1. BP is gunning to get back to drilling in the Gulf of Mexico. When the Department of Interior issued its first deepwater permit since the Deepwater Horizon disaster, it was for a well that BP owns half of. Earlier this month, company officials also announced that they are seeking an agreement with the US government to resume drilling at their 10 deepwater wells in the Gulf this July, arguing that they will follow tougher safety rules, the New York Times reported earlier this month. This comes even as the government is said to be considering manslaughter charges against the oil giant for the deaths of 11 workers last year.
2. People are sick. Nearly three-quarters of Gulf coast residents that the Louisiana Bucket Brigade, an environmental justice group, polled this year reported health concerns that they believe are related to the spill. Of the 954 residents in seven coastal communities, almost half said they had experienced health problems like coughing, skin and eye irritation, or headaches that are consistent with common symptoms of chemical exposure. While the National Institute for Occupational Safety and Health (NIOSH) is conducting health monitoring for spill cleanup workers, residents in the areas closest to the spill are concerned that their own health problems have gone unattended.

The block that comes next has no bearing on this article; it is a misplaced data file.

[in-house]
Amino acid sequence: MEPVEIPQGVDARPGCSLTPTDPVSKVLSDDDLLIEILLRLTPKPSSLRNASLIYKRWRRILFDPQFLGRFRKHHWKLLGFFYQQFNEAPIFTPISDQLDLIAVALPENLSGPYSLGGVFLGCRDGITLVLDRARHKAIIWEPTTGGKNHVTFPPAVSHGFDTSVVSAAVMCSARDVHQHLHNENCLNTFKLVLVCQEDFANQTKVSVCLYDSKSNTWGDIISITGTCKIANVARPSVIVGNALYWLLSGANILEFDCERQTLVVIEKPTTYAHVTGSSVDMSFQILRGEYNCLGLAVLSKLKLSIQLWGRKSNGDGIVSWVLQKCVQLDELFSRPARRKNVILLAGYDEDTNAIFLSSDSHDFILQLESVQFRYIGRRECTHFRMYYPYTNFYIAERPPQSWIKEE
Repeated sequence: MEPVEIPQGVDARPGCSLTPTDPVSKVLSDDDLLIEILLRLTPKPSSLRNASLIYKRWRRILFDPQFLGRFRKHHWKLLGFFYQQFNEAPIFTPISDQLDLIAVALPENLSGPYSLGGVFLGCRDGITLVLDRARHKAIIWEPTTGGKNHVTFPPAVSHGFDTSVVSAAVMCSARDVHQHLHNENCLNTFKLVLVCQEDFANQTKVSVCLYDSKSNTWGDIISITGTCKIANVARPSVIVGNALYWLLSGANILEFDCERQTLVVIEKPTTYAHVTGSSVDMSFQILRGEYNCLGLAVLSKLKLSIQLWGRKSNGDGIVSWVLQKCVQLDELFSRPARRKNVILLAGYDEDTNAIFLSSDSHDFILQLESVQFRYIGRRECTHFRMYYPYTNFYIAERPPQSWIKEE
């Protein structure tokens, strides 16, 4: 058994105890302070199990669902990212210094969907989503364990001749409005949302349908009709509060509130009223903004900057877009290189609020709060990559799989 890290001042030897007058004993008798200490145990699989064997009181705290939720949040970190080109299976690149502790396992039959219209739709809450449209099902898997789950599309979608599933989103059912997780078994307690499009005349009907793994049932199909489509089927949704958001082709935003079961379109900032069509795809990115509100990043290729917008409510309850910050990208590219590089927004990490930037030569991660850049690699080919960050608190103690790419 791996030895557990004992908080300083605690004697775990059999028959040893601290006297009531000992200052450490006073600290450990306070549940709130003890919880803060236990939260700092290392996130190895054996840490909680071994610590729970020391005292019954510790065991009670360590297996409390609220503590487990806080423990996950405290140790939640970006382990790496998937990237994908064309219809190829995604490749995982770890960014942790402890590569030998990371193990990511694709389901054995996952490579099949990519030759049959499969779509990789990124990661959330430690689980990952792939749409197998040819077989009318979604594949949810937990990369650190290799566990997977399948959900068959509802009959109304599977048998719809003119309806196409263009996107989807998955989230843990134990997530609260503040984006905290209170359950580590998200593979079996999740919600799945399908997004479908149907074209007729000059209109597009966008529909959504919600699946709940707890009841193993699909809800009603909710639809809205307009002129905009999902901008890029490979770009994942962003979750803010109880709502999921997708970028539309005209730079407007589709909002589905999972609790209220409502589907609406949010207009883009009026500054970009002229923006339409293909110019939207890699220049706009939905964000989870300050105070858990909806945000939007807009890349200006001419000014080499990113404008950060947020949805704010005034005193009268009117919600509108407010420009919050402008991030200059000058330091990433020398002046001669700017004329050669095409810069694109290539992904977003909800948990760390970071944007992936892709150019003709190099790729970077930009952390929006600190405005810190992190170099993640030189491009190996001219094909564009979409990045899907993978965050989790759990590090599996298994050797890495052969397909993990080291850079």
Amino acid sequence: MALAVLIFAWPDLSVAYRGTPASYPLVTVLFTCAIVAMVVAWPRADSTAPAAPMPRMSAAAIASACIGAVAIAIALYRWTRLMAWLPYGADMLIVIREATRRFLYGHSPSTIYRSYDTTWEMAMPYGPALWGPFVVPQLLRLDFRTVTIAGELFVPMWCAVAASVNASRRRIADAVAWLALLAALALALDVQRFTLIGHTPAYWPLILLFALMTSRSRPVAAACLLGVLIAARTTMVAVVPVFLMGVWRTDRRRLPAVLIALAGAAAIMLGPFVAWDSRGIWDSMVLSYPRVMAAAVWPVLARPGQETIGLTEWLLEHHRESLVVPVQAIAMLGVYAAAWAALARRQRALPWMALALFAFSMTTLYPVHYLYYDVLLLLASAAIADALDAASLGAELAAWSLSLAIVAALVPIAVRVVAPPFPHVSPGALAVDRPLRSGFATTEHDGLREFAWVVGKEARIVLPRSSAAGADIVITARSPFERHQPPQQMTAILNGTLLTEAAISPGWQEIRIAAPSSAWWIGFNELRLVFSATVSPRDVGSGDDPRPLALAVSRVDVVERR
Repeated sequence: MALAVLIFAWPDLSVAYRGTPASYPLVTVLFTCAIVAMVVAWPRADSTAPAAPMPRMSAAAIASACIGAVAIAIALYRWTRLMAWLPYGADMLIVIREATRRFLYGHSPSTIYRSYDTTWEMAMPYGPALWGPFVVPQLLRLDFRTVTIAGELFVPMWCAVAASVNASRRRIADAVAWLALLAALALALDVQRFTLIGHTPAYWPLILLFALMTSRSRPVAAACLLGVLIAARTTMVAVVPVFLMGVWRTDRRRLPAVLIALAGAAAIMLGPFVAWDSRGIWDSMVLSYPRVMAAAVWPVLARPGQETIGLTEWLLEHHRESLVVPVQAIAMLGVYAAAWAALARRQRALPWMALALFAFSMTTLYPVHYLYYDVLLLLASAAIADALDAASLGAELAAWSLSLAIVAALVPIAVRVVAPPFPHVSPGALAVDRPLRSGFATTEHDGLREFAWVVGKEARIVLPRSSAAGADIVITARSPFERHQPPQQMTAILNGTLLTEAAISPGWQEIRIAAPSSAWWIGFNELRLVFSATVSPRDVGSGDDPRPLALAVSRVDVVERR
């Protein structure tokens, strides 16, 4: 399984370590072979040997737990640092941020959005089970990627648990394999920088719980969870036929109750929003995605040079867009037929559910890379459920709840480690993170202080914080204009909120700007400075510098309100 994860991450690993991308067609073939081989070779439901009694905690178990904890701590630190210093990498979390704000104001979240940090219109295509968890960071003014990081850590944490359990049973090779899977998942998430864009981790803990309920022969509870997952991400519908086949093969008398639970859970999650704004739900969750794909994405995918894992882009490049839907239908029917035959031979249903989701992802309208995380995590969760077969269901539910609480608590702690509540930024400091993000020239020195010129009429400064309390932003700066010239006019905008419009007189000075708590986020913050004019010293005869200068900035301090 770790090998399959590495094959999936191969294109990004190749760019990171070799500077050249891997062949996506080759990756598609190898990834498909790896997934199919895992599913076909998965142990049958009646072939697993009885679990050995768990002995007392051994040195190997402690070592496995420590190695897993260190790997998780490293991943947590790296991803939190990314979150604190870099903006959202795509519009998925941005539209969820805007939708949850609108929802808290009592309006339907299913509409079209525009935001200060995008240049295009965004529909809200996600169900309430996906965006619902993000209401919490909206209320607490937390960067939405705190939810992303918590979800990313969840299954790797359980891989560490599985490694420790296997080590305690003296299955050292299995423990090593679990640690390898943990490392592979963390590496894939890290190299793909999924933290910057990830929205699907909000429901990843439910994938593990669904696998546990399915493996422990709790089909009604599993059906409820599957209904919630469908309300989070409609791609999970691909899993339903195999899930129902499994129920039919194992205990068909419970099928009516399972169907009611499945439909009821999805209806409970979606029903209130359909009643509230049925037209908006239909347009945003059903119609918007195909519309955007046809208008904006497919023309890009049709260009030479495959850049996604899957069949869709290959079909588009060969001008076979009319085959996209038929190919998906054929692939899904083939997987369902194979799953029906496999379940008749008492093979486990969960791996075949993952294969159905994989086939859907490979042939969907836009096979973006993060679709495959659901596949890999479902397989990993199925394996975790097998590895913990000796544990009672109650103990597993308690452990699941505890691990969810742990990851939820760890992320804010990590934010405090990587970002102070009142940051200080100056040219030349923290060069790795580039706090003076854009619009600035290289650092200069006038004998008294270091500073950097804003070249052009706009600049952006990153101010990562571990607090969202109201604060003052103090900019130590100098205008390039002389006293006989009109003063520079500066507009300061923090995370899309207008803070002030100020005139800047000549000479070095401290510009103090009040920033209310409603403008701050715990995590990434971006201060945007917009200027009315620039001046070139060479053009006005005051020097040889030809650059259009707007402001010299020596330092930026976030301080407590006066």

3. Fish and other sea life in the Gulf are still struggling after the disaster. The death toll for dolphins and whales in the Gulf may have been 50 times higher than the number of bodies found, according to a recent paper in Conservation Letters. Earlier this year, a large number of dead dolphin calves were found on the coast, and scientists have linked many of those deaths to the oil disaster. Anglers are also reporting dark lesions, rotting fins, and discoloration in the fish they're catching in the Gulf, as the St. Petersburg Times reported last week.
4. While those most affected by the spill are still waiting for payments, some state and local officials have been making bank off the disaster. As the Associated Press reported recently, some local governments have been using the $754 million from BP to buy iPads, SUVs, and laptops. Meanwhile, BP just gave another $30 million to Florida to help entice tourists onto its beaches this summer.
5. Congress hasn't changed a single law on oil and gas drilling in the past year. A year later, the liability cap for companies that cause a major spill is still just $75 million, companies with dismal safety records can still obtain new leases, and they can still avoid compensating families when workers die on rigs. In January, the National Oil Spill Commission released 300 pages of findings and recommendations that Congress has largely ignored.